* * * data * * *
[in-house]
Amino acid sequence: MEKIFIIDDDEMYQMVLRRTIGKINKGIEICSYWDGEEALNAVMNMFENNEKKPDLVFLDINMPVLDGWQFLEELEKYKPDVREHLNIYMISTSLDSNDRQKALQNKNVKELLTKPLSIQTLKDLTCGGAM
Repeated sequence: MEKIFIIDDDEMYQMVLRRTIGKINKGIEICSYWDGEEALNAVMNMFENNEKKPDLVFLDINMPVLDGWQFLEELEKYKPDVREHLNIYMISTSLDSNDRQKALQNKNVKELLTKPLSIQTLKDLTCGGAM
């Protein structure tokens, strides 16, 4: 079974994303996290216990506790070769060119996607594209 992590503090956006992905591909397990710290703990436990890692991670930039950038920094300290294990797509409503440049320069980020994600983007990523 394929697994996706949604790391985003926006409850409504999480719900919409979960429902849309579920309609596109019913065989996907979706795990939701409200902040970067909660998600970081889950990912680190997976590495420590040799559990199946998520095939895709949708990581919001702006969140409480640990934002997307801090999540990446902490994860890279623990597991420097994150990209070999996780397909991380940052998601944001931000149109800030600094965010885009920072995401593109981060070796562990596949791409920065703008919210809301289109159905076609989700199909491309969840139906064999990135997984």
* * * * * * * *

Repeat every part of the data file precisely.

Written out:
[in-house]
Amino acid sequence: MEKIFIIDDDEMYQMVLRRTIGKINKGIEICSYWDGEEALNAVMNMFENNEKKPDLVFLDINMPVLDGWQFLEELEKYKPDVREHLNIYMISTSLDSNDRQKALQNKNVKELLTKPLSIQTLKDLTCGGAM
Repeated sequence: MEKIFIIDDDEMYQMVLRRTIGKINKGIEICSYWDGEEALNAVMNMFENNEKKPDLVFLDINMPVLDGWQFLEELEKYKPDVREHLNIYMISTSLDSNDRQKALQNKNVKELLTKPLSIQTLKDLTCGGAM
């Protein structure tokens, strides 16, 4: 079974994303996290216990506790070769060119996607594209 992590503090956006992905591909397990710290703990436990890692991670930039950038920094300290294990797509409503440049320069980020994600983007990523 394929697994996706949604790391985003926006409850409504999480719900919409979960429902849309579920309609596109019913065989996907979706795990939701409200902040970067909660998600970081889950990912680190997976590495420590040799559990199946998520095939895709949708990581919001702006969140409480640990934002997307801090999540990446902490994860890279623990597991420097994150990209070999996780397909991380940052998601944001931000149109800030600094965010885009920072995401593109981060070796562990596949791409920065703008919210809301289109159905076609989700199909491309969840139906064999990135997984």